Brodie Sakakibara, PhD

Profile portrait of Brodie Sakakibara.

Assistant Professor

phone: 250–807–8505



I completed my doctoral training in the UBC Graduate Program in Rehabilitation Sciences focusing on theoretical bases of behaviour change in individuals with mobility disability and contemporary measurement methods (i.e., Rasch analyses and Item Response Theory). Upon completing my PhD in 2013, I pursued postdoctoral training in the Faculty of Health Sciences, SFU, and Department of Physical Therapy, UBC. In this work, I focused on chronic disease self-management and telehealth in people with stroke and cardiovascular disease, intervention development, and clinical trial methodologies.

I am currently an Assistant Professor with the Department of Occupational Science and Occupational Therapy. I am also a research scientist with the Chronic Disease Prevention Program, and I am based out of the Southern Medical Program at UBC Okanagan. Prior to entering academia, I attended the British Columbia Institute of Technology for international trade and transportation logistics. I then worked for several years improving policy and operating environments, and stakeholder relations in the trade and transportation industries.


  • Chronic disease self-management and prevention, with a particular interest in the secondary prevention of stroke, cardiovascular disease, and multimorbidity.
  • Telehealth, with a particular interest in the delivery of chronic care health services and supports using accessible technologies
  • Measurement of chronic disease self-management and prevention outcomes
  • Complex behavioural intervention development and clinical trial methodologies
  • Participatory and patient-oriented research


  • Theories of behaviour change
  • Chronic disease management and prevention
  • Research methodologies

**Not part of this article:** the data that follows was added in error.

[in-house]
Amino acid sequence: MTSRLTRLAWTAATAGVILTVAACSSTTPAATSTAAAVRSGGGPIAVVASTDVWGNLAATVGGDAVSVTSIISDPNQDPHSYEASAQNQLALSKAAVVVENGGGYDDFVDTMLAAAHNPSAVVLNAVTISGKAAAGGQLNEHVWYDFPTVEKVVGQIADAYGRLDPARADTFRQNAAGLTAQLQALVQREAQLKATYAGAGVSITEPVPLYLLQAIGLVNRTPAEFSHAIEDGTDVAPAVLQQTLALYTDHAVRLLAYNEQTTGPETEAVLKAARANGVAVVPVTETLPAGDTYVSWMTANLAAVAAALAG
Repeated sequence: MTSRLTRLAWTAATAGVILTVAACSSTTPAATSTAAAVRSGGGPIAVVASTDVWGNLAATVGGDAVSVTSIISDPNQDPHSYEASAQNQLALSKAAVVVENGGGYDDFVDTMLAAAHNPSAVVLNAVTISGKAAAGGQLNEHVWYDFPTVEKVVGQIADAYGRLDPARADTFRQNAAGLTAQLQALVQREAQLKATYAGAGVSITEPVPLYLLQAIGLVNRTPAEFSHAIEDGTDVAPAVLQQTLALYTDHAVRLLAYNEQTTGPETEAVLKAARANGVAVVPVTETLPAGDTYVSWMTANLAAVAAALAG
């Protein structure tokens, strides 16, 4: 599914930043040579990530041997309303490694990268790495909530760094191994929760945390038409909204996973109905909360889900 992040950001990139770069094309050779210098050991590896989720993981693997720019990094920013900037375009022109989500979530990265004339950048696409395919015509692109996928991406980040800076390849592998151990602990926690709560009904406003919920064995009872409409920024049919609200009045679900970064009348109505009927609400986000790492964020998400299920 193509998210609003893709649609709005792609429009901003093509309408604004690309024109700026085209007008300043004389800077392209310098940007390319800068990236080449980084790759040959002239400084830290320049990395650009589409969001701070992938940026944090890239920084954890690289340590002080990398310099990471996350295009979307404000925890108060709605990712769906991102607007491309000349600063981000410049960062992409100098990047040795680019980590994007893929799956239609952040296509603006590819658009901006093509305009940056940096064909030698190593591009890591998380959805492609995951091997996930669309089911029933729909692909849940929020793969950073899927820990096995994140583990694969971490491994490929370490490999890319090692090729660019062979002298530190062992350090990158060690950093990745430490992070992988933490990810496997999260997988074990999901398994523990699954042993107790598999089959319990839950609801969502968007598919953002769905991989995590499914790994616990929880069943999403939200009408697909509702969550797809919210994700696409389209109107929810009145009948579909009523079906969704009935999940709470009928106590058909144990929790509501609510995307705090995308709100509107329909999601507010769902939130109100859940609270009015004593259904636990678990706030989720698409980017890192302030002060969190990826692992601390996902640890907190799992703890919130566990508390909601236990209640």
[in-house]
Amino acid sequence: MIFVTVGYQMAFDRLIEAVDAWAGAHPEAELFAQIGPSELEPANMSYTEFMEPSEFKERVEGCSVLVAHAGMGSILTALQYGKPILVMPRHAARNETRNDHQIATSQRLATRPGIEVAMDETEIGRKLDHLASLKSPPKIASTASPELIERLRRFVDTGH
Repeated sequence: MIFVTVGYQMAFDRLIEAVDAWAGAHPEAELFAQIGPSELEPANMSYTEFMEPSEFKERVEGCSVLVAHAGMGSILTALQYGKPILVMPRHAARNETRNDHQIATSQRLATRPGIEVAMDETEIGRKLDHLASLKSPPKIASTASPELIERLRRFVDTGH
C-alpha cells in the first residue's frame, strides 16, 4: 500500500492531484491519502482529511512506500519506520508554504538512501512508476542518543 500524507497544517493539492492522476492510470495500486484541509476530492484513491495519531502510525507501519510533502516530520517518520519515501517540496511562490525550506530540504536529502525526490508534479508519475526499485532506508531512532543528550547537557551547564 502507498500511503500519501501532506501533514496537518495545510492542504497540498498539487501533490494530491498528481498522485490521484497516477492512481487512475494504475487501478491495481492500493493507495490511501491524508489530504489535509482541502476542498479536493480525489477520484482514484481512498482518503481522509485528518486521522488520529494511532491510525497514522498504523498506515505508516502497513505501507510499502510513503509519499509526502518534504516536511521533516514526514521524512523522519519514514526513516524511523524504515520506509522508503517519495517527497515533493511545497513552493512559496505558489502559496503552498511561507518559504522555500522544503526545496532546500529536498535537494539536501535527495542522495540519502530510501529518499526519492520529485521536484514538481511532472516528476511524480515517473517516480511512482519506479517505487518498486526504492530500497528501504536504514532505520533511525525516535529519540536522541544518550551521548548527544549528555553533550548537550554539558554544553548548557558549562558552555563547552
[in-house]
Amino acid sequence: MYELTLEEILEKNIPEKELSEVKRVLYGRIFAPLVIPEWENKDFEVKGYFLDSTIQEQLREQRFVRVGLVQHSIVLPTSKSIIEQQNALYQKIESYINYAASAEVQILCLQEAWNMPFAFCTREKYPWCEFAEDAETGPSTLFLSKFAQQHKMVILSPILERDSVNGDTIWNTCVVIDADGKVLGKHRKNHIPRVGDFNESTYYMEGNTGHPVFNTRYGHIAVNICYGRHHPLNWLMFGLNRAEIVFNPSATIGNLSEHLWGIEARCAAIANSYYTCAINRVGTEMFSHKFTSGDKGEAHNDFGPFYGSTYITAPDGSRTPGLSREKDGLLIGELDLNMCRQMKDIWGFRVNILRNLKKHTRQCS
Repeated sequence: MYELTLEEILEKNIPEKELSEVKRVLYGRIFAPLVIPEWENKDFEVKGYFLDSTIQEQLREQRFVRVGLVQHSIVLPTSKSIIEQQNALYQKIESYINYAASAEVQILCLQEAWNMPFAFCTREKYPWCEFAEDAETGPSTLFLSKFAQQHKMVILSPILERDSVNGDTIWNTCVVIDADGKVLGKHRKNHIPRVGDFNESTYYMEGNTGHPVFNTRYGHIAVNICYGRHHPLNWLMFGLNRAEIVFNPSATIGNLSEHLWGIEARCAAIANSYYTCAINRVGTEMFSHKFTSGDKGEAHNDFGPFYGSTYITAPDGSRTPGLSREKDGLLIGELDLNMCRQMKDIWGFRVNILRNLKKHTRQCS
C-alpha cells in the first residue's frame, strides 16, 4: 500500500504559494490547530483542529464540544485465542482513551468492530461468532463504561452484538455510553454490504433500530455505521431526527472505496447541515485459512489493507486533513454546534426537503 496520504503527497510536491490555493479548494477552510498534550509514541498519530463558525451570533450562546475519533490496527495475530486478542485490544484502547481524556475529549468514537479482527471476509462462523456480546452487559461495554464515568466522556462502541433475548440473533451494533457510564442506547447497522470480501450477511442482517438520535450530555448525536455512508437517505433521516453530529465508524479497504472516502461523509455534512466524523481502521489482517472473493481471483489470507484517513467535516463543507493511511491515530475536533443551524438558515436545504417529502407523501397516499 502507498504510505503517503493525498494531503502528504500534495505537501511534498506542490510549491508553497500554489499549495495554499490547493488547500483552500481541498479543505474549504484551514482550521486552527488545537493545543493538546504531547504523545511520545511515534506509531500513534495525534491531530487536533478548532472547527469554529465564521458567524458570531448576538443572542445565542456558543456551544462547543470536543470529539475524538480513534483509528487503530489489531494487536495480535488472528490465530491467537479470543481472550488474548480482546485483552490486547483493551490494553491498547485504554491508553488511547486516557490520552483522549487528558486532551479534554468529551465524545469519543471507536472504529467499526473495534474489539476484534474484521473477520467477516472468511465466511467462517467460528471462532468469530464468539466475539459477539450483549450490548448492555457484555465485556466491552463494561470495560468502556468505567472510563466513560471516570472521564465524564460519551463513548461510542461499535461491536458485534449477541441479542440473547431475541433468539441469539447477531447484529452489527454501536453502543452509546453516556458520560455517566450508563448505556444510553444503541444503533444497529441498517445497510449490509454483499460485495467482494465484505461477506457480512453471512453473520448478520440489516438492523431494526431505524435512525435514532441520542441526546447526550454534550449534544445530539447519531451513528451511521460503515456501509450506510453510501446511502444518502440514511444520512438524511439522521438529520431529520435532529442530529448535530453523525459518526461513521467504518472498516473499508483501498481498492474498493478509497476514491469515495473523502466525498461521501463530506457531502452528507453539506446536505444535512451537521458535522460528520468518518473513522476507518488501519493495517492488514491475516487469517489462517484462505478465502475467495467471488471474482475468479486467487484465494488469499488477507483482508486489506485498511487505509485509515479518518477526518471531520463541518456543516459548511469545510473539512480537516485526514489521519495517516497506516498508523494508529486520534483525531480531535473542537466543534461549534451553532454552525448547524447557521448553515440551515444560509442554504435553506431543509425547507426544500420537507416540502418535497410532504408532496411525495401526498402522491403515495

Graduate and Postdoctoral Research Opportunities

I am looking for MSc and PhD students who are interested in improving the health and well-being of people with stroke and cardiovascular disease. Please contact me if you would like to discuss graduate-level training opportunities. Also, visit the following graduate program websites for more information:



  • Pilot and Feasibility Studies
  • British Journal of Sports Medicine
  • Spinal Cord
  • Physical Therapy Journal
  • BMC Trials
  • Assistive Technology
  • Quality of Life Research
  • Archives of Physical Medicine and Rehabilitation


  • Canadian Partnership for Stroke Recovery
  • BC Stroke Network
  • BC Alliance on Telehealth Policy and Research

Select Publications

*link to articles provided when possible*

Bird ML, Eng JJ, Sakakibara BM. Predicting interest to use mobile-device telerehabiltation (mRehab) by baby-boomers with stroke. AIMS Medical Science 2018;(in-press).

Parappilly BP, Field TS, Mortenson WB, Sakakibara BM, Eng JJ. Effectiveness of interventions involving nurses in the secondary prevention of stroke: A systematic review and meta-analysis. European Journal of Cardiovascular Nursing 2018; (in-press).

Fowokan AO, Sakakibara BM, Guler N, Puthakee Z, Waddell C, Rosin M, Lear SA. Predictors of elevated blood pressure in children and adolescents: A systematic review. Clinical Obesity 2018; 8(5): 366-381.

Obembe AO, Goldsmith CH, Simpson LA, Sakakibara BM, Eng JJ. Support service utilization and out-of-pocket payments for health services in a population-based sample of adults with neurological conditions. PLoS One  2018; 13(2): e0192911.

Sakakibara BM, Miller WC, Rushton PW, Miller Polgar J. Rasch analyses of the Wheelchair Use Confidence Scale for power wheelchair users. Archives of Physical Medicine and Rehabilitation 2018; 99(1); 17-25.